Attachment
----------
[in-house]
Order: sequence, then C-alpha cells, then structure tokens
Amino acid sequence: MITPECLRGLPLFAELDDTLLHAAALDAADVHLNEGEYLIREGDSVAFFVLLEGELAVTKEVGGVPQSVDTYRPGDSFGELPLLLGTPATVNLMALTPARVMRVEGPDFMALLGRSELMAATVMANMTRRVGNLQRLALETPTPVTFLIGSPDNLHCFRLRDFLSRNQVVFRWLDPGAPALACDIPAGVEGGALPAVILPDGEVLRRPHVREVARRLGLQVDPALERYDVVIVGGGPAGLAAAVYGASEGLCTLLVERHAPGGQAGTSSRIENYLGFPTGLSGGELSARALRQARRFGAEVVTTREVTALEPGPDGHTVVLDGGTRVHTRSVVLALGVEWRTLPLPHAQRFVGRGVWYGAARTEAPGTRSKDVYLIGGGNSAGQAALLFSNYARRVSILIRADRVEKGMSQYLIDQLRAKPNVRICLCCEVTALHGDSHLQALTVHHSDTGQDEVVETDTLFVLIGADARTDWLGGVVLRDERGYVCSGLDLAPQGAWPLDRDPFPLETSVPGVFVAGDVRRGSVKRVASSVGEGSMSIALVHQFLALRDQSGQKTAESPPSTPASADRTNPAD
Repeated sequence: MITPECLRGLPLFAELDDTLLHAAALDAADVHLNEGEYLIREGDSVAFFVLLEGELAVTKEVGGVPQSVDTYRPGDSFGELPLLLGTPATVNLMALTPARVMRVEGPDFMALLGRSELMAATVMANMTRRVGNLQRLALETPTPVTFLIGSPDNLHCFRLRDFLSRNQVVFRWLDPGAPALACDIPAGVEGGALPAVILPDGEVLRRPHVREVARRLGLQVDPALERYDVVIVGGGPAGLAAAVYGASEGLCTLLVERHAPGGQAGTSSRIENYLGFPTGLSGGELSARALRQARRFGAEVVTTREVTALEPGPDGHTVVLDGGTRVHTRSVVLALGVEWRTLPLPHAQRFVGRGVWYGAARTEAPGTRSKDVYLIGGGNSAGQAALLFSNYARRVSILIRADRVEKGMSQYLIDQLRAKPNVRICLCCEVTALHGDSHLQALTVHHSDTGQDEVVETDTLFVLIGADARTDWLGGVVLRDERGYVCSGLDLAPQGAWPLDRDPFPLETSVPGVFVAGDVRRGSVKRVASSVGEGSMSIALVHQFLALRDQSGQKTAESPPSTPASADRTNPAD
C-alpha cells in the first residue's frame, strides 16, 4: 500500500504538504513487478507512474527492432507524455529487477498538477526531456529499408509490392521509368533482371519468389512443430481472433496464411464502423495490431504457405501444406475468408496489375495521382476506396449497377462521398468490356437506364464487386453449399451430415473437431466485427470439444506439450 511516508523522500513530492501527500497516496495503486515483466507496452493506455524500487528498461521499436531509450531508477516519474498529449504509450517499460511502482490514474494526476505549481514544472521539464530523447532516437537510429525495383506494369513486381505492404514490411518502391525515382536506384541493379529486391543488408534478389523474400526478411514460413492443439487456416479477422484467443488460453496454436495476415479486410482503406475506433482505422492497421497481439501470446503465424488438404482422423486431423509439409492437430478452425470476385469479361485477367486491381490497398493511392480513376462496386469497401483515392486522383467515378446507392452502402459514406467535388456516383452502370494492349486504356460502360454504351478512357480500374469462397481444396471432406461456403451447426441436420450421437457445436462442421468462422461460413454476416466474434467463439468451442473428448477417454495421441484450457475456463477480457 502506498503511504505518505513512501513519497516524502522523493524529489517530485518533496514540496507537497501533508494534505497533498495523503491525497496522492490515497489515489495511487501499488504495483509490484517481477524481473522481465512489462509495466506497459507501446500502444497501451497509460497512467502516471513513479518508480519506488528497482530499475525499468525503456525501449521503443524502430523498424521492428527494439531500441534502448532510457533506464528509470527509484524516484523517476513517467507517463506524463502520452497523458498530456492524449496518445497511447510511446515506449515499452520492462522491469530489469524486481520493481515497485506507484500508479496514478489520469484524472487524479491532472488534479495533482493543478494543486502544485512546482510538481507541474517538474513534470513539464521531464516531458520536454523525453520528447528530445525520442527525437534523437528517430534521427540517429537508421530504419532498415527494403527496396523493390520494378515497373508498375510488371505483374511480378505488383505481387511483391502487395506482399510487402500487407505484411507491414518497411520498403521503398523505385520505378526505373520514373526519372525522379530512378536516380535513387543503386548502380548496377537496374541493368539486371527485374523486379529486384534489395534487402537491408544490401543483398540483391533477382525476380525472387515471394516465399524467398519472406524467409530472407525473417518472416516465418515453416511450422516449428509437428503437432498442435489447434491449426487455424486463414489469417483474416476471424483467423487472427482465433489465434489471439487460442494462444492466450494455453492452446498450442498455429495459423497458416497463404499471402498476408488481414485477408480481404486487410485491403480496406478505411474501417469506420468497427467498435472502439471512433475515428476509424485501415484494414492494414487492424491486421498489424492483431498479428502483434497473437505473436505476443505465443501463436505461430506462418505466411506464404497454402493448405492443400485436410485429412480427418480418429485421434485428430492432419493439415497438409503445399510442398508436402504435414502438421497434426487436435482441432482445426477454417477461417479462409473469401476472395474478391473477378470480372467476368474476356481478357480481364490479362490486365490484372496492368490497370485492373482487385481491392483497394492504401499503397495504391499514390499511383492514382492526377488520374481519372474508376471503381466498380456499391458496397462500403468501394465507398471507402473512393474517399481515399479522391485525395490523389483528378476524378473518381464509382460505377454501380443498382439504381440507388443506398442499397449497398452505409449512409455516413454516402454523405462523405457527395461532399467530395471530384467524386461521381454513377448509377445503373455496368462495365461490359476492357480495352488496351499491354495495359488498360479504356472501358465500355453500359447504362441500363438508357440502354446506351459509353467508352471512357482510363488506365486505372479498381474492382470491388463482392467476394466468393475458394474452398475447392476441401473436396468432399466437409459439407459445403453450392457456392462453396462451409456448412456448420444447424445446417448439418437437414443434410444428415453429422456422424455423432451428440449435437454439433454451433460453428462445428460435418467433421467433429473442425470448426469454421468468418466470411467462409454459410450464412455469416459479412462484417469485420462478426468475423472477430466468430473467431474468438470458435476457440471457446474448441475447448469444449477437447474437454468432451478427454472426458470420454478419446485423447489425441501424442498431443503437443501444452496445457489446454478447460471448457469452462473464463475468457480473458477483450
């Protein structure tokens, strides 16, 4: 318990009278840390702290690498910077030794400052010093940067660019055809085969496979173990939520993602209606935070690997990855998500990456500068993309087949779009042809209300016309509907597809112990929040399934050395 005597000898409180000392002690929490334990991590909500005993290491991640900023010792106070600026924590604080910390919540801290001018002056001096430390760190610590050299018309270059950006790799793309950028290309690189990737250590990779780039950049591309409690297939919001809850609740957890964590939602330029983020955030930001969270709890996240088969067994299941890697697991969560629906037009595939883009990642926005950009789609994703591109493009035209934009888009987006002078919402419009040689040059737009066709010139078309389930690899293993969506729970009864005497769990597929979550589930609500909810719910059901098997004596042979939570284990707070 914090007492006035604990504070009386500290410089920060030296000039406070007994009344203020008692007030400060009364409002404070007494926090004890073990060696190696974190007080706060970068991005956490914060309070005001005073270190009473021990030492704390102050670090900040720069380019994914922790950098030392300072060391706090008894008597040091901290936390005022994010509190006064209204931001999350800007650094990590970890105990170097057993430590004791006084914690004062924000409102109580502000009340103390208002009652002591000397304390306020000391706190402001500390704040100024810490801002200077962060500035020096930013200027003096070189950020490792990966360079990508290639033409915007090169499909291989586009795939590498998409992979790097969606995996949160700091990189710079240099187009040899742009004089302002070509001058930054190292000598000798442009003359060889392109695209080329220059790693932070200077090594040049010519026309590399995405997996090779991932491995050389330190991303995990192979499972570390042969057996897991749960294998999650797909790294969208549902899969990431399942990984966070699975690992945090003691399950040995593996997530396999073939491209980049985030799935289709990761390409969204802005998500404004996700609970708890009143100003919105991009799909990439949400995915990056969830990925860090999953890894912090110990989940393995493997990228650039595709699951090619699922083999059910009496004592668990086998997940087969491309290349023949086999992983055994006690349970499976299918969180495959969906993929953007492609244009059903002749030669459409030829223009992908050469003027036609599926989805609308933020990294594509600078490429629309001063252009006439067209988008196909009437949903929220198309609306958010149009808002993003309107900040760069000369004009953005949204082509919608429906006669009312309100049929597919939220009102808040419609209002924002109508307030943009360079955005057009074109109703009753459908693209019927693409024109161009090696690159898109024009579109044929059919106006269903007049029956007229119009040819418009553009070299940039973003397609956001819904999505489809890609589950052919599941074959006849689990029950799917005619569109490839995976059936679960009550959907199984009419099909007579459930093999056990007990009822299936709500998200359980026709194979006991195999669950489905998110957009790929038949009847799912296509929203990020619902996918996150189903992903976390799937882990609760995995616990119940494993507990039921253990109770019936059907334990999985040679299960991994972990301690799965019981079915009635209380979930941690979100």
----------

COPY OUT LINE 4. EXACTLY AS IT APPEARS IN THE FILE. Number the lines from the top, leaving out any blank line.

Repeated sequence: MITPECLRGLPLFAELDDTLLHAAALDAADVHLNEGEYLIREGDSVAFFVLLEGELAVTKEVGGVPQSVDTYRPGDSFGELPLLLGTPATVNLMALTPARVMRVEGPDFMALLGRSELMAATVMANMTRRVGNLQRLALETPTPVTFLIGSPDNLHCFRLRDFLSRNQVVFRWLDPGAPALACDIPAGVEGGALPAVILPDGEVLRRPHVREVARRLGLQVDPALERYDVVIVGGGPAGLAAAVYGASEGLCTLLVERHAPGGQAGTSSRIENYLGFPTGLSGGELSARALRQARRFGAEVVTTREVTALEPGPDGHTVVLDGGTRVHTRSVVLALGVEWRTLPLPHAQRFVGRGVWYGAARTEAPGTRSKDVYLIGGGNSAGQAALLFSNYARRVSILIRADRVEKGMSQYLIDQLRAKPNVRICLCCEVTALHGDSHLQALTVHHSDTGQDEVVETDTLFVLIGADARTDWLGGVVLRDERGYVCSGLDLAPQGAWPLDRDPFPLETSVPGVFVAGDVRRGSVKRVASSVGEGSMSIALVHQFLALRDQSGQKTAESPPSTPASADRTNPAD